ACOUSTIC INSTALLATION ON SEIL ISLAND, WESTERN SCOTLAND
DACS had the pleasure of working in Oban, unofficially the "Gateway to the Isles" and described as "endearingly enchanting" on the Oban Website.
Village Hall on Seil Island presented what seems to be a classic
problem. The large hall was OK for sports, but as soon as speech or music was
attempted the result was very poor. Speech intelligibility was so bad that once
the listener was more than a couple of meters from the speaker no sense could
be made. Music also suffered; dancing was virtually impossible as the beat was
subsumed in the reverberation.
The solution required absorbers that could handle 5 a side footballs on the walls, and the ceiling height could not be reduced (by hanging absorbers); we had to maintain the necessary height for the badminton players. To achieve good control of the reverb, absorbers were required on both the walls and ceilings.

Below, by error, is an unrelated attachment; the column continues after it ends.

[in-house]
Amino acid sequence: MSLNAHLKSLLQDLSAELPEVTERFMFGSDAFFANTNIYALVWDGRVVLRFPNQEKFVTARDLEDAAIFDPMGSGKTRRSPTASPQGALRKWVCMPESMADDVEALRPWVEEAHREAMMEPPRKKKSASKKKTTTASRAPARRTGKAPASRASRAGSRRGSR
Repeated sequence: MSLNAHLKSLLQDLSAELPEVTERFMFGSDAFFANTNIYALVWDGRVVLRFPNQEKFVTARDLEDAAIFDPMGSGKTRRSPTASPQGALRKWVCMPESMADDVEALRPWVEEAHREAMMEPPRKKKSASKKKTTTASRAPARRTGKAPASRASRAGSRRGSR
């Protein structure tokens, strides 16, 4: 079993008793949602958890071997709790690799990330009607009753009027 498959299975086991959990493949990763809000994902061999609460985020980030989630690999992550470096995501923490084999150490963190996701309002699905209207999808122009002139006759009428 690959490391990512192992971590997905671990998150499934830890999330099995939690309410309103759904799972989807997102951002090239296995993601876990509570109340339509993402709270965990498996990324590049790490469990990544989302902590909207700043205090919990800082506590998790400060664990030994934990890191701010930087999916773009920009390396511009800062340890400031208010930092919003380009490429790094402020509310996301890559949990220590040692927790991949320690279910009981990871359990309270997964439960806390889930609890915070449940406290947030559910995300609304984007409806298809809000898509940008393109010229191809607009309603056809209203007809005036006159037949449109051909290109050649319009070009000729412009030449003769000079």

We used custom panels specifically designed to fix easily to the internal uprights (i.e. the vertical studs) of the plasterboard walls, and these were fitted by a local builder's team. The colours were selected by the Hall's committee to match rather than contrast with the wall colours, except on the bright red feature wall at one end. The result was a major improvement; all the users seem to be very happy with the result.
'Douglas Doherty was highly recommended to us by a retired professor of music who has a home in this area. The hall has been transformed from an echo chamber to an acoustically comfortable space. It has not been completely deadened and has been highly praised by all users. There have been quite a few expressions of interest from other halls.'
(John Gordon, Seil Island Hall)